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6.3: Mole Relationships and Chemical Equations

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    Learning Objectives
    • To use a balanced chemical reaction to determine molar relationships between the substances.

    Previously, you learned to balance chemical equations by comparing the numbers of each type of atom in the reactants and products. The coefficients in front of the chemical formulas represent the numbers of molecules or formula units (depending on the type of substance). Here, we will extend the meaning of the coefficients in a chemical equation.

    Consider the simple chemical equation

    \[\ce{2H_2 + O_2 → 2H_2O}\nonumber \]

    The convention for writing balanced chemical equations is to use the lowest whole-number ratio for the coefficients. However, the equation is balanced as long as the coefficients are in a 2:1:2 ratio. For example, this equation is also balanced if we write it as

    \[\ce{4H_2 + 2O_2 → 4H_2O}\nonumber \]

    The ratio of the coefficients is 4:2:4, which reduces to 2:1:2. The equation is also balanced if we were to write it as

    \[\ce{22H_2 + 11O_2 → 22H_2O}\nonumber \]

    because 22:11:22 also reduces to 2:1:2.

    Suppose we want to use larger numbers. Consider the following coefficients:

    \[12.044 \times 10^{23}\; H_2 + 6.022 \times 10^{23}\; O_2 → 12.044 \times 10^{23}\; H_2O\nonumber \]

    These coefficients also have the ratio 2:1:2 (check it and see), so this equation is balanced. But 6.022 × 1023 is 1 mol, while 12.044 × 1023 is 2 mol (and the number is written that way to make this more obvious), so we can simplify this version of the equation by writing it as

    \[\ce{2 \;mol\; H_2 + 1\; mol\; O_2 → 2 \;mol\; H_2O}\nonumber \]

    We can leave out the word mol and not write the 1 coefficient (as is our habit), so the final form of the equation, still balanced, is

    \[\ce{2H_2 + O_2 → 2H_2O}\nonumber \]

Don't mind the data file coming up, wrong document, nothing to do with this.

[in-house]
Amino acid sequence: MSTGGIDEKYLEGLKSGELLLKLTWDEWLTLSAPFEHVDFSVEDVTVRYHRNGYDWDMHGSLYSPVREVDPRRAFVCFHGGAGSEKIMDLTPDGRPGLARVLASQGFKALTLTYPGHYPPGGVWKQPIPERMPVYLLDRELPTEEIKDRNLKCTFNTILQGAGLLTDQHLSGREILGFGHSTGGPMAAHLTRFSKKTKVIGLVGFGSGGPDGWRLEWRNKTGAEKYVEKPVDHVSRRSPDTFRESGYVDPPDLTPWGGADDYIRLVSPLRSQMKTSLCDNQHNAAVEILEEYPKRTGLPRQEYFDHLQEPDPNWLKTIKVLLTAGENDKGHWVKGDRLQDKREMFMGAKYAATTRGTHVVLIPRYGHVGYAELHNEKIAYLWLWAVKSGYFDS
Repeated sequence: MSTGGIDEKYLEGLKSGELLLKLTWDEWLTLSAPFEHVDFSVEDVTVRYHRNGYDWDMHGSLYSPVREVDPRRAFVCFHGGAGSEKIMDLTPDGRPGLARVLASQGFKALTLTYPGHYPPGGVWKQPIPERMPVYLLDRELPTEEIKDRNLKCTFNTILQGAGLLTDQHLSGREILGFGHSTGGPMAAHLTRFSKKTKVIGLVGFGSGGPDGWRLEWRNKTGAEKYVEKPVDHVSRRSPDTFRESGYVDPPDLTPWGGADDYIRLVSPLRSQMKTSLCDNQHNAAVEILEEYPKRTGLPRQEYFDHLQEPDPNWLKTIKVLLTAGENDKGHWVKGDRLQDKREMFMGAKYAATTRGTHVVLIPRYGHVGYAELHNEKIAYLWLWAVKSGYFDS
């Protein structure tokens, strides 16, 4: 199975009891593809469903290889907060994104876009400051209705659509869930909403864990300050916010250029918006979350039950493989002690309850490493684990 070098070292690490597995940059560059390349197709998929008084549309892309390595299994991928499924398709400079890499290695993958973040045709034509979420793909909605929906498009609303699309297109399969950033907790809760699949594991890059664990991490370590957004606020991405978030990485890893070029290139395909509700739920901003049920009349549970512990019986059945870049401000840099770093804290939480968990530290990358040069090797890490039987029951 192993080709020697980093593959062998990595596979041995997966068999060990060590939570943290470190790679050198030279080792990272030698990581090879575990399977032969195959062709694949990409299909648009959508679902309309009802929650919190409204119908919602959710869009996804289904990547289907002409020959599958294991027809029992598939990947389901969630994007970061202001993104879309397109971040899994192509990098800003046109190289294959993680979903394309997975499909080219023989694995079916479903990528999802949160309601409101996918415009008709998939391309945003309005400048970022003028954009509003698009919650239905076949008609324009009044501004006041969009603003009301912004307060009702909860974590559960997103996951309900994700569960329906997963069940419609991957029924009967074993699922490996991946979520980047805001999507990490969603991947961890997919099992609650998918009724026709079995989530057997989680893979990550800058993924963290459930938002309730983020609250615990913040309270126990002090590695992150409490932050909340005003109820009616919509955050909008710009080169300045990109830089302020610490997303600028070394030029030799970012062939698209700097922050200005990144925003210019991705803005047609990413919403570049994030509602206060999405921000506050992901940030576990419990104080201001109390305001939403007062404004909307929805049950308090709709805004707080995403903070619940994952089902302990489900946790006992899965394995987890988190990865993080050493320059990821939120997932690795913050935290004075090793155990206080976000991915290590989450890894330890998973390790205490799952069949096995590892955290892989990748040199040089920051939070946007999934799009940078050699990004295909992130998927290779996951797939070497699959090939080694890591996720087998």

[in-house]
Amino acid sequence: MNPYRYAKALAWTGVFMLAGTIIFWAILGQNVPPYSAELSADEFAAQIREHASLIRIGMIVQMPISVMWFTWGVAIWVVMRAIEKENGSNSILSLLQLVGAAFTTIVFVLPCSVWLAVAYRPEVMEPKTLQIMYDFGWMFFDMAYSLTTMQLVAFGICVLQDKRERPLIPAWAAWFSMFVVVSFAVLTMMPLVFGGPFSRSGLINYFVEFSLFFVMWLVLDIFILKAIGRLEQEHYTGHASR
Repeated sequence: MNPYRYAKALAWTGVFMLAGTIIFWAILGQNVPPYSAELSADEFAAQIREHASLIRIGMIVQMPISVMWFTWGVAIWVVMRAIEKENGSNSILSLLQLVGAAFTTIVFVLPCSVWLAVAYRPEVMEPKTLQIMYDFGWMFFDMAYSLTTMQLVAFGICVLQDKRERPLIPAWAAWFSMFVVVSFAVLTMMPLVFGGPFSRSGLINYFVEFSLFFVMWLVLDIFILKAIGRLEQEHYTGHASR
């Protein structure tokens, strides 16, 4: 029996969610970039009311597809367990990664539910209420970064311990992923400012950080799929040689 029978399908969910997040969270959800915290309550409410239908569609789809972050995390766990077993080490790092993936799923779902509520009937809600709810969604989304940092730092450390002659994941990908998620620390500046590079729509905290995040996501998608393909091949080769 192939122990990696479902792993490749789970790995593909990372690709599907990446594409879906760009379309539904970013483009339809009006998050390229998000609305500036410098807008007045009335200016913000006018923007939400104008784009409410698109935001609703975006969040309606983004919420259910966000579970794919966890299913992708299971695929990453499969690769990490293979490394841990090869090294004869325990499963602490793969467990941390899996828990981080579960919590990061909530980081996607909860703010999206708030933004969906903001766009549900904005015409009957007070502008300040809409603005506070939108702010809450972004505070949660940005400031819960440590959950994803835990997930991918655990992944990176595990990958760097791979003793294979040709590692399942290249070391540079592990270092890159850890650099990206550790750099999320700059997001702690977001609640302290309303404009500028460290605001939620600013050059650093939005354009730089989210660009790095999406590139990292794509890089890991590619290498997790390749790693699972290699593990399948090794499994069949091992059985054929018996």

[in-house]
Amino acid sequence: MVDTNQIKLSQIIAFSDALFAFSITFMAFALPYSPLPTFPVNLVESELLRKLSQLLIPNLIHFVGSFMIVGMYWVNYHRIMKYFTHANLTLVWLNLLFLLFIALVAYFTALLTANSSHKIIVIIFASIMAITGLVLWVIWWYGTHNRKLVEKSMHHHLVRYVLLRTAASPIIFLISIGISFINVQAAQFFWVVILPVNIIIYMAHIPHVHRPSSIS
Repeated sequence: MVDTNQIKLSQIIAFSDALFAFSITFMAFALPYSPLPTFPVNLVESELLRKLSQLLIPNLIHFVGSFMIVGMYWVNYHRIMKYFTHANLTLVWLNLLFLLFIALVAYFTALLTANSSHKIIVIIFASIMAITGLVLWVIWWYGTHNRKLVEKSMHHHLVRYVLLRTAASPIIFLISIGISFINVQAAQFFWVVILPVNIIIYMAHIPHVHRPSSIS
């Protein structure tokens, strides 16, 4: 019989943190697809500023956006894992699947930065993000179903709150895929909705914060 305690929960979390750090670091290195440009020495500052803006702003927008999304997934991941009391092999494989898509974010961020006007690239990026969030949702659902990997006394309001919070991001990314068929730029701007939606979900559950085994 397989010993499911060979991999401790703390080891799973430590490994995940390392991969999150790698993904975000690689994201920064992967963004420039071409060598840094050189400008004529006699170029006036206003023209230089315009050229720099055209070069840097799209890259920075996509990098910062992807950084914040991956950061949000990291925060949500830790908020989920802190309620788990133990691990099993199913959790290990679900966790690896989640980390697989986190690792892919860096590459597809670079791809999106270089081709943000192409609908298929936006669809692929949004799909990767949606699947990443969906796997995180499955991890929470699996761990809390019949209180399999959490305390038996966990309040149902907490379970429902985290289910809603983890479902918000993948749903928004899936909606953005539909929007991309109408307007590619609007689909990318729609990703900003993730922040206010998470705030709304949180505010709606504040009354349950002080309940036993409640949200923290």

Now we interpret the coefficients as referring to molar amounts, not individual molecules. The lesson? Balanced chemical equations are balanced not only at the molecular level but also in terms of molar amounts of reactants and products. Thus, we can read this reaction as “two moles of hydrogen react with one mole of oxygen to produce two moles of water.”

    CK12 Screenshot 7-3-3.png

    2 molecules H2 1 molecule O2 2 molecules H2O

    2 moles H2 1 mole O2 2 moles H2O

    2 x 2.02 g=4.04 g H2 32.0 g O2 2 x 18.02 g=36.04 g H2O

    Figure \(\PageIndex{1}\): This representation of the production of water from oxygen and hydrogen show several ways to interpret the quantitative information of a chemical reaction.

    By the same token, the ratios we constructed to describe molecules reaction can also be constructed in terms of moles rather than molecules. For the reaction in which hydrogen and oxygen combine to make water, for example, we can construct the following ratios:

    \[\mathrm{\dfrac{2\: mol\: H_2}{1\: mol\: O_2}\: or\: \dfrac{1\: mol\: O_2}{2\: mol\: H_2}}\nonumber \]

    \[\mathrm{\dfrac{2\: mol\: H_2O}{1\: mol\: O_2}\: or\: \dfrac{1\: mol\: O_2}{2\: mol\: H_2O}}\nonumber \]

    \[\mathrm{\dfrac{2\: mol\: H_2}{2\: mol\: H_2O}\: or\: \dfrac{2\: mol\: H_2O}{2\: mol\: H_2}}\nonumber \]

    We can use these ratios to determine what amount of a substance, in moles, will react with or produce a given number of moles of a different substance. The study of the numerical relationships between the reactants and the products in balanced chemical reactions is called stoichiometry. The ratio of coefficients in a balanced chemical equation, used in computations relating amounts of reactants and products is called the stoichiometric factor.

    Example \(\PageIndex{1}\)

    How many moles of oxygen react with hydrogen to produce 27.6 mol of H2O? The balanced equation is as follows:

    \[\ce{2H2 + O2 -> 2H2O} \nonumber \nonumber \]


    Because we are dealing with quantities of H2O and O2, we will use the stoichiometric ratio that relates those two substances. Because we are given an amount of H2O and want to determine an amount of O2, we will use the ratio that has H2O in the denominator (so it cancels) and O2 in the numerator (so it is introduced in the answer). Thus,


    \(\mathrm{27.6\: mol\: H_2O\times\dfrac{1\: mol\: O_2}{2\: mol\: H_2O}=13.8\: mol\: O_2}\)

    To produce 27.6 mol of H2O, 13.8 mol of O2 react.

    Exercise \(\PageIndex{1}\)

    Using 2H2 + O2 → 2H2O, how many moles of hydrogen react with 3.07 mol of oxygen to produce H2O?


    \(\mathrm{3.07\: mol\: O_2\times\dfrac{2\: mol\: H_2}{1\: mol\: O_2}=6.14\: mol\: H_2}\)

    Key Takeaway

    • The balanced chemical reaction can be used to determine molar relationships between substances.

    6.3: Mole Relationships and Chemical Equations is shared under a CC BY-NC-SA 3.0 license and was authored, remixed, and/or curated by LibreTexts.

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